Note: Refer to Definitions and Notes on Cohort Selection section below for additional definitions and notes on cohort selection.

Note: Due to reporting changes, the fall 2009 entering cohort is not directly comparable to subsequent cohorts in this sector, and is therefore excluded from this chart. However, institutions from the for-profit sector are included in the overall results for the 2009 cohort.


Two-Year Publics: Persistence Rate Down 2.3 Percentage Points

The overall persistence rate for students who start college in the two-year public sector has fallen 2.3 percentage points since 2009, while the retention rate has dropped 1.1 percentage points.

Of all students who started college in this sector in fall 2012, 57 percent returned to college at any U.S. institution in fall 2013, and 46.5 percent returned to the same institution. For full-time starters in this sector, the persistence rate has fallen 2.8 percentage points since 2009, while the retention rate has dropped 2.2 percentage points. For part-time starters in this sector, the persistence rate has fallen 1.1 percentage points since 2009, while the retention rate has increased 1.0 percentage points.

 

First-Year Persistence and Retention Rates for Students Who Start College at Two-Year Public Institutions

> Download data tables for this snapshot (.xlsx).

Note: Refer to Definitions and Notes on Cohort Selection section below for additional definitions and notes on cohort selection.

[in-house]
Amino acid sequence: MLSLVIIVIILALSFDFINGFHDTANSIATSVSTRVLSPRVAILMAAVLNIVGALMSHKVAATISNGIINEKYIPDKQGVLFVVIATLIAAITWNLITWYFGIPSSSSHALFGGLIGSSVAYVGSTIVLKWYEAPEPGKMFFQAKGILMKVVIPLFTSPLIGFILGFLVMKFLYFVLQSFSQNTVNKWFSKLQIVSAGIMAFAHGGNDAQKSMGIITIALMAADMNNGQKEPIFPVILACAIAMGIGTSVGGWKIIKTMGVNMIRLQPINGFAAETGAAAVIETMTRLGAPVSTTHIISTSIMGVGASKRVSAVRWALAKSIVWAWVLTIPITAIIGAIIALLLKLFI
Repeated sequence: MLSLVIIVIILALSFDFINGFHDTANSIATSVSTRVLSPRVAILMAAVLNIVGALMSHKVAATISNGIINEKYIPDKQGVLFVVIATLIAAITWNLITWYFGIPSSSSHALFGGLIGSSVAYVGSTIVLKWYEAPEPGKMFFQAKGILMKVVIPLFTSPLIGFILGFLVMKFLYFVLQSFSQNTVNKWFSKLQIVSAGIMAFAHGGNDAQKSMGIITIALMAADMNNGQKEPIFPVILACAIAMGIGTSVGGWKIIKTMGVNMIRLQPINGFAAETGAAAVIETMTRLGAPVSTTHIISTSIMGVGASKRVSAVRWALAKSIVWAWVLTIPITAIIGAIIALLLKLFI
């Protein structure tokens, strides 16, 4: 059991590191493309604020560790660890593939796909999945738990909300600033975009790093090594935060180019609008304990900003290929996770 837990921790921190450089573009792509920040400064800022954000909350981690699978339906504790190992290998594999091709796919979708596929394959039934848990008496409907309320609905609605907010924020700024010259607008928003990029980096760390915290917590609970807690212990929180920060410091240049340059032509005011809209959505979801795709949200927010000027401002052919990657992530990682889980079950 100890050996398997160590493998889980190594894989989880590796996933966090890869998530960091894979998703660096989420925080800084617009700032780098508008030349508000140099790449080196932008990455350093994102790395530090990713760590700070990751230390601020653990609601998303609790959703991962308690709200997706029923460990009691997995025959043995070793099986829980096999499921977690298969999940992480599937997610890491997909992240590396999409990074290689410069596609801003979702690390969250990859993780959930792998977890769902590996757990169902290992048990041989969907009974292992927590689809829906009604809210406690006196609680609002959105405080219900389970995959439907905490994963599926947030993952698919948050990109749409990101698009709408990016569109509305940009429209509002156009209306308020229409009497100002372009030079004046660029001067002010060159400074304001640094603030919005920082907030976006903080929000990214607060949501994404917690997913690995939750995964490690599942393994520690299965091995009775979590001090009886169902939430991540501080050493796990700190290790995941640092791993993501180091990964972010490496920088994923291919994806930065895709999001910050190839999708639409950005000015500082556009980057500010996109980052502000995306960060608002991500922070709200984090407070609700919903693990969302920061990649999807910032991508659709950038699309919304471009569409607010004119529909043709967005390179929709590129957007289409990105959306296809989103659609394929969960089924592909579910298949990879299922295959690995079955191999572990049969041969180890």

Definitions and Notes on Cohort Selection

Retention – Defined in this report as continued enrollment (or degree completion) within the same higher education institution in the fall semesters of a student’s first and second year.

Persistence – Defined in this report as continued enrollment (or degree completion) at any higher education institution — including one different from the institution of initial enrollment — in the fall semesters of a student’s first and second year.

Enrollment Intensity – A student is classified as having started college in a full- or part-time status based on his or her earliest reported enrollment intensity within the entering fall term. The part-time grouping comprises half-time and less-than-half-time students, some of whom may be non-degree-seeking.

First-Time Status – This report uses historical Clearinghouse enrollment and degree data to confirm that students included in the study (1) showed no previous college enrollment in the four years prior to the entering cohort year and (2) had not previously completed a college degree. In order to reliably identify students with prior enrollments, this report is limited to institutions that began submitting enrollment data to the Clearinghouse for terms beginning on or before June 1, 2005.

Included Institutions – This report is based on a fixed panel of institutions for all four starting cohorts. These are U.S. Title IV degree-granting institutions that have been submitting student enrollment data to the Clearinghouse since at least June 1, 2005.